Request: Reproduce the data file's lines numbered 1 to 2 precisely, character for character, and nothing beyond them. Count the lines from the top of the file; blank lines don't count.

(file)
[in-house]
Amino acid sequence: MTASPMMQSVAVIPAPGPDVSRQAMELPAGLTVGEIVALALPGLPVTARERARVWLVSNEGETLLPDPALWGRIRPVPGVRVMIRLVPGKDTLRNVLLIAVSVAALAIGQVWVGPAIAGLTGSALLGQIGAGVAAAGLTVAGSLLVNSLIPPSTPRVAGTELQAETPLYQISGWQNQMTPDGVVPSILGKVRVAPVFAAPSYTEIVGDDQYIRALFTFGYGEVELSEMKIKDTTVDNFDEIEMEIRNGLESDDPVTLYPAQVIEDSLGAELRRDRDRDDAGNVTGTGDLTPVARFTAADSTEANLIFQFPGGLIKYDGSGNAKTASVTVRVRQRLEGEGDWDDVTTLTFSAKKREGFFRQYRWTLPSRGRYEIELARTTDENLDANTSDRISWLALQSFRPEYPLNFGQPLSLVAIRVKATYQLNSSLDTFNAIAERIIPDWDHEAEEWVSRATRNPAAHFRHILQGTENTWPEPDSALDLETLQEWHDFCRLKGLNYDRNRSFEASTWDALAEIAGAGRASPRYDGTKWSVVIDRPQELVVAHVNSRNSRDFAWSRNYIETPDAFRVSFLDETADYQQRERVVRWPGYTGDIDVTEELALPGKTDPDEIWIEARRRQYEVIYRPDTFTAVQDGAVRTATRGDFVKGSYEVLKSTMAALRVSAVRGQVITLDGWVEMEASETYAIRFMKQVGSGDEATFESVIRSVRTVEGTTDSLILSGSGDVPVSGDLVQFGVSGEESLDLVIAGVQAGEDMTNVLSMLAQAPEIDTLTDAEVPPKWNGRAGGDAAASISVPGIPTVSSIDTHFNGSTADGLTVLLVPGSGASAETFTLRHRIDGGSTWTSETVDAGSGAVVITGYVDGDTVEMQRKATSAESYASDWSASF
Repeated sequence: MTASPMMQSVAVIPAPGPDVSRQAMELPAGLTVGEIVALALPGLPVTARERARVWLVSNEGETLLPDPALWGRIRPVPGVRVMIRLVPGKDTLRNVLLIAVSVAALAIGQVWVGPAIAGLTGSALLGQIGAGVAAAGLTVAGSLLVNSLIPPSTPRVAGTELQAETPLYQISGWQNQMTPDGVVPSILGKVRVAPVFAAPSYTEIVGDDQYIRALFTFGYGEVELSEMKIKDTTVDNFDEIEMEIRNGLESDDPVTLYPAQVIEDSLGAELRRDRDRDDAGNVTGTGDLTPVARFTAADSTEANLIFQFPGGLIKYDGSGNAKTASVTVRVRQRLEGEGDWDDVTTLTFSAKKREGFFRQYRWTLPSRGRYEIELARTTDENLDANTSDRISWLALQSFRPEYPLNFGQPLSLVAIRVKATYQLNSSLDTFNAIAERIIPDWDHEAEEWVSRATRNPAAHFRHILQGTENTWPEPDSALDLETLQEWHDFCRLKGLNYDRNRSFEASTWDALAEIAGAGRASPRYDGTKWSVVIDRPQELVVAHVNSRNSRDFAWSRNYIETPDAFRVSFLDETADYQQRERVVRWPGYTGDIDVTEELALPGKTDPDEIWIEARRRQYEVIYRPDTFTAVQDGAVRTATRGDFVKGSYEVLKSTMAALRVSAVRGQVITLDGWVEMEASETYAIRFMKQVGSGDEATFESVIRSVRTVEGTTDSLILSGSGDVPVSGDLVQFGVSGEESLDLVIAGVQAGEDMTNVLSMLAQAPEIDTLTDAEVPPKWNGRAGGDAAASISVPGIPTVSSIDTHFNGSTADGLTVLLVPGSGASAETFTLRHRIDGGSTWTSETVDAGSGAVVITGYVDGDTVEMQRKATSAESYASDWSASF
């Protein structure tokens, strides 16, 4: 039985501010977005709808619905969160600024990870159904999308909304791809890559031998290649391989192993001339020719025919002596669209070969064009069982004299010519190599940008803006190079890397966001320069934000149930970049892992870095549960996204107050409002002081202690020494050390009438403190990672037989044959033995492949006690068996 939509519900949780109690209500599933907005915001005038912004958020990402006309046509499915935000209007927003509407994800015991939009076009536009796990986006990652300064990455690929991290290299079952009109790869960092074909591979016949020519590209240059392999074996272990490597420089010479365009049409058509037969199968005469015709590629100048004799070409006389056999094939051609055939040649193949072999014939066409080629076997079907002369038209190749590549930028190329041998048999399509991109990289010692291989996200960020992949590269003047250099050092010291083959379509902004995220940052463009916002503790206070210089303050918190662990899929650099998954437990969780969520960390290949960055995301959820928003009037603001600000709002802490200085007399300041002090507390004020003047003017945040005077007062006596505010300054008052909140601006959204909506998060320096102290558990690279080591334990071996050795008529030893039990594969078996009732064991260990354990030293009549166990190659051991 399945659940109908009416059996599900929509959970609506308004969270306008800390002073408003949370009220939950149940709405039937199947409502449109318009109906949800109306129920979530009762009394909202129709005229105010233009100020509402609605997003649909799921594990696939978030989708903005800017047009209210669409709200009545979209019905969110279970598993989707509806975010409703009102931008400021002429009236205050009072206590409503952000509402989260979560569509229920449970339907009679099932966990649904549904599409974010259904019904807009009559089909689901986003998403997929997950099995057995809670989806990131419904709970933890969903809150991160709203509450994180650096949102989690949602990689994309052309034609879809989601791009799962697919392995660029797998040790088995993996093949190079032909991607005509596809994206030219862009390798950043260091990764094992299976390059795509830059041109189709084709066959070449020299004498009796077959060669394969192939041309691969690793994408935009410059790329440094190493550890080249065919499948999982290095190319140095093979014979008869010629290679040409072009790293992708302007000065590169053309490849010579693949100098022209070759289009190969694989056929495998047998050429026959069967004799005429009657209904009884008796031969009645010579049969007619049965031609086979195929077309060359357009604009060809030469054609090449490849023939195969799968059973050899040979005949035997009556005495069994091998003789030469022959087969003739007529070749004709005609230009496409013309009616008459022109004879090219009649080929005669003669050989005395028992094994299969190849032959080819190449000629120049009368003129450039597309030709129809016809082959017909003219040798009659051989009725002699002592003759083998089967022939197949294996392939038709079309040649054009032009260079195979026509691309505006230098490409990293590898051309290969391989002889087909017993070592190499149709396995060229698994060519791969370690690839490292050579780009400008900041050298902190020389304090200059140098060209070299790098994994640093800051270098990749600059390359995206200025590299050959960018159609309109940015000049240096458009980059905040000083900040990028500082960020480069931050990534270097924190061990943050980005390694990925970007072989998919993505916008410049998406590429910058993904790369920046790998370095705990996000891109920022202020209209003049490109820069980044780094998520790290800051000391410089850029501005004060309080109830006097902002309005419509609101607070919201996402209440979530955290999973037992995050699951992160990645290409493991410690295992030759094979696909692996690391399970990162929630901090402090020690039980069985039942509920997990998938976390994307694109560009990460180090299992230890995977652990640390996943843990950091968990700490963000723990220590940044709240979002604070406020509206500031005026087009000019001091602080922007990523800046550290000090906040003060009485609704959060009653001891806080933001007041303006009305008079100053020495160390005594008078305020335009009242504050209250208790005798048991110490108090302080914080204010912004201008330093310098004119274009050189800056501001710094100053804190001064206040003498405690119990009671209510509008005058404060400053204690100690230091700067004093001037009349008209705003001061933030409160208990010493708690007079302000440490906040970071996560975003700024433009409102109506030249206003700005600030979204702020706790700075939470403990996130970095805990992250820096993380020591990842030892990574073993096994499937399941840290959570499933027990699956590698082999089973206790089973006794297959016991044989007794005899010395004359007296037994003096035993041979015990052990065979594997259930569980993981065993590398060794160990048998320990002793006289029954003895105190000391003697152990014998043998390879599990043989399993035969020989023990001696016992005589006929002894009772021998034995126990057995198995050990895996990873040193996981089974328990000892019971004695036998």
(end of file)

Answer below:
[in-house]
Amino acid sequence: MTASPMMQSVAVIPAPGPDVSRQAMELPAGLTVGEIVALALPGLPVTARERARVWLVSNEGETLLPDPALWGRIRPVPGVRVMIRLVPGKDTLRNVLLIAVSVAALAIGQVWVGPAIAGLTGSALLGQIGAGVAAAGLTVAGSLLVNSLIPPSTPRVAGTELQAETPLYQISGWQNQMTPDGVVPSILGKVRVAPVFAAPSYTEIVGDDQYIRALFTFGYGEVELSEMKIKDTTVDNFDEIEMEIRNGLESDDPVTLYPAQVIEDSLGAELRRDRDRDDAGNVTGTGDLTPVARFTAADSTEANLIFQFPGGLIKYDGSGNAKTASVTVRVRQRLEGEGDWDDVTTLTFSAKKREGFFRQYRWTLPSRGRYEIELARTTDENLDANTSDRISWLALQSFRPEYPLNFGQPLSLVAIRVKATYQLNSSLDTFNAIAERIIPDWDHEAEEWVSRATRNPAAHFRHILQGTENTWPEPDSALDLETLQEWHDFCRLKGLNYDRNRSFEASTWDALAEIAGAGRASPRYDGTKWSVVIDRPQELVVAHVNSRNSRDFAWSRNYIETPDAFRVSFLDETADYQQRERVVRWPGYTGDIDVTEELALPGKTDPDEIWIEARRRQYEVIYRPDTFTAVQDGAVRTATRGDFVKGSYEVLKSTMAALRVSAVRGQVITLDGWVEMEASETYAIRFMKQVGSGDEATFESVIRSVRTVEGTTDSLILSGSGDVPVSGDLVQFGVSGEESLDLVIAGVQAGEDMTNVLSMLAQAPEIDTLTDAEVPPKWNGRAGGDAAASISVPGIPTVSSIDTHFNGSTADGLTVLLVPGSGASAETFTLRHRIDGGSTWTSETVDAGSGAVVITGYVDGDTVEMQRKATSAESYASDWSASF